Doomsday Clock countdown to war

The Doomsday Clock invented by some scientists, nuclear and climate experts have constantly given us a reminder of how close we are to an apocalypse – a nuclear war – World War 3. The clock or countdown is a symbol of how the world will be doomed by man-made disasters and human-caused global catastrophes – that could have been eliminated, but we chose to do nothing about it.

The clock instigated by seven minutes to midnight on 1947, when the scientists discovered the urgency of nuclear weapons and wanted to convey the information to the public and all leaders around the world. It changed to three minutes on 1949 when the US decided to deter the Soviet Union for testing their first nuclear device – officially announcing the conflict between both states. The clock deducted one minute, getting closer to midnight (2 minutes) in 1953 when the US pronounced to pursue hydrogen bomb – testing their first thermonuclear weapon and Soviets tested their H-bomb – proclaiming war between the states and most closest the world have been for a nuclear war.

It was in 1960 that the nuclear countdown had a positive effect and rolled backwards, adding 5 minutes to the existing 2 minutes (now 7 minutes) when US and Soviet avoided direct confrontation because of the Middle-East regional disputes between Egypt and Israel. Furthermore, with additional peaceful resolutions, the clock rolled backwards further adding 5 minutes (clock remain at 12 minutes) when US and Soviet signed Partial Test Ban Treaty, bringing an end to all atmospheric nuclear testing and slowing the arms race signalling an act of cooperation to prevent nuclear conflicts in the future. However, this did not last for very long, as in 1968 the regional wars proliferated. US intervention in Vietnamese war, Pakistan – India battle, Israel – Arabs disputes created a conflicting international order, while France and China started developing its nuclear weapons as self-defense to deter aggressors. This anarchic international order lead to a reduction of 5 minutes, setting the countdown at 7 minutes to midnight. Another positive affect took place in 1969, when the world decided to come together and cooperate on Nuclear Non-Proliferation Treaty – 190 (later North Korea withdrew) members signing as parties to treaty to not acquire nuclear weapons, nuclear disarmament and accepting five nuclear weapons states (US, UK, France, China and Russia) in exchange for nuclear and energy technology and security. The clock added 2 minutes setting it 10 minutes to midnight.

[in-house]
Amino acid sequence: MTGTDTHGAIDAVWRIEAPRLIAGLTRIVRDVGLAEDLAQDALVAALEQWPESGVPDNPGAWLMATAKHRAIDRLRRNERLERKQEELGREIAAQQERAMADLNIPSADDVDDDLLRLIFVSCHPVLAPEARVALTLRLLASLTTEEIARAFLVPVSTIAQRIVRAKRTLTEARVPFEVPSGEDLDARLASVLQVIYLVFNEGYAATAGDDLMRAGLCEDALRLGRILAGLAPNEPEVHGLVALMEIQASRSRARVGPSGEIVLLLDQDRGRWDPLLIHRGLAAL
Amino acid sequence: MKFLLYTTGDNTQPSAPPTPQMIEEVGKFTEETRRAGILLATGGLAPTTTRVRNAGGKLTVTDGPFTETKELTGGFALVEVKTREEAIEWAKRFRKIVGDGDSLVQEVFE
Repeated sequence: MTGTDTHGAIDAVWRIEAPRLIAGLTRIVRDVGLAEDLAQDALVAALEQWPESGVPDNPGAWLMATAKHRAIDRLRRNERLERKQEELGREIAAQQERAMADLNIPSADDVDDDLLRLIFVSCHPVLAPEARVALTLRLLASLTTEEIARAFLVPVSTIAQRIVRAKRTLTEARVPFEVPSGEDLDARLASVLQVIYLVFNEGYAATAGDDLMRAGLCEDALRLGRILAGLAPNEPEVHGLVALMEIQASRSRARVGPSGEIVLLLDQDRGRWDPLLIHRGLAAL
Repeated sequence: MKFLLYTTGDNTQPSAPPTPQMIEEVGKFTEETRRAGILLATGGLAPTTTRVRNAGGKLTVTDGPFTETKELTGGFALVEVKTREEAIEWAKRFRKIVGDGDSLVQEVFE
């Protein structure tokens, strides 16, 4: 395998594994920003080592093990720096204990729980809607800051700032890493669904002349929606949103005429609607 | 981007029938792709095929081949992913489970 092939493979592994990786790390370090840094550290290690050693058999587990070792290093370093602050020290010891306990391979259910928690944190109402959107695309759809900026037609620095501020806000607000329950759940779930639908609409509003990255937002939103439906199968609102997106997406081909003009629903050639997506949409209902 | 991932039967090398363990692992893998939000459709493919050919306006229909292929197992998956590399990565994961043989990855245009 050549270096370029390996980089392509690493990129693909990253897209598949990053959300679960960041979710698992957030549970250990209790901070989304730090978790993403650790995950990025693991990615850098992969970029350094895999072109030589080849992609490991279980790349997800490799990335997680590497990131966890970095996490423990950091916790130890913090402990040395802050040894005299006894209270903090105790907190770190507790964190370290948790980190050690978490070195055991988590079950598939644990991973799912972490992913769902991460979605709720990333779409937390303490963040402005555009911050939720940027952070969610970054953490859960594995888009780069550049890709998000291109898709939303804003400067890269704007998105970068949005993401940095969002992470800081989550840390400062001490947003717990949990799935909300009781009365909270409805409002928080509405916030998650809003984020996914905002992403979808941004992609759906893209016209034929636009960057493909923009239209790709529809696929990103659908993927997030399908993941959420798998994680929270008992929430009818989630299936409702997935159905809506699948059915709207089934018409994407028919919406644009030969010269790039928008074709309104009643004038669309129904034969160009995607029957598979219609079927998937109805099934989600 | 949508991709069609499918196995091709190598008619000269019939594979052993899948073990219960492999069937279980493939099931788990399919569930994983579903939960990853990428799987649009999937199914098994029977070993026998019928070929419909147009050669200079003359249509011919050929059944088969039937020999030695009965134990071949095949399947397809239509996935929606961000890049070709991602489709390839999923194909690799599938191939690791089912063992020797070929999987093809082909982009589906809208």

This on-and-off setting of the clocked had a leap in 1991 when the Cold War ended and US and Russia began deep cuts in nuclear arsenals. The Strategic Arms Reduction Treaty alleviated the reduction of nuclear arms deployed by both states, with further unilateral decisions to step away from nuclear arsenals. This increased the countdown setting the clock 17 minutes to midnight – the furthest duration to midnight the clock has ever remained.

Things turned around in 2007 when North Korea tested its nuclear weapons (withdrawing from NPT in 2003) against the International laws, norms and principles. This deterred US and Russia to immediately raise its self-defence for any nuclear attack and motivated Iran to develop nuclear weapons as Israel was already securing its parameters and raising its defence. These actions, along with the raising global threats of global warming, climate change and humanitarian crises decreased the countdown, setting the clock 5 minutes to midnight. Since then the clock has swayed between 5 to 3 minutes with the unsettling geopolitics and international order. 

In 2016, the science and security board of Doomsday clock forwarded the clock to 3 minutes, noting that catastrophe is closer with more states being prepared for nuclear attacks, increase risks of disaster and humanitarian crises, terrorism, climate change and global warming, calling out to world leaders and international community to act immediately – before we are doomed. However, with this strong impact, the clock has adjusted in 2017, with new emerging threats of nuclear weapons, emerging technologies, unsolved growing concerns about climate change and already threatening world situation of US President Donald Trump – his attitude and action towards proliferation of nuclear weapons (encouraging Japan and South Korea to acquire nuclear weapons), denial of climate change and man-made disasters and lack of conscience on humanitarian rights and security. The clock has set for 2 1/2 minutes to midnight – the closest it has been ever for Doomsday.

What we should learn from this is that the world is closer to calamity and this indicates the vulnerable situation we are in, if nothing is done. We either take this threat as an urgency to fight climate change, combat terrorism, discourage nuclear arsenals, unite and help human kind by protecting each other and providing safety and security – or we sit back and see how many years the clock remains still – if we remain alive.


  1. I grew up with the 1960’s and 1970’s version of the clock and it was strictly about the likelihood of nuclear war. I remember with absolute clarity one time when it lost a minute. I was in high school and I don’t remember the world event that caused the change, but I remember the fear, the tears, the desire to escape…
    For a while there, it seemed as if we were making some progress…

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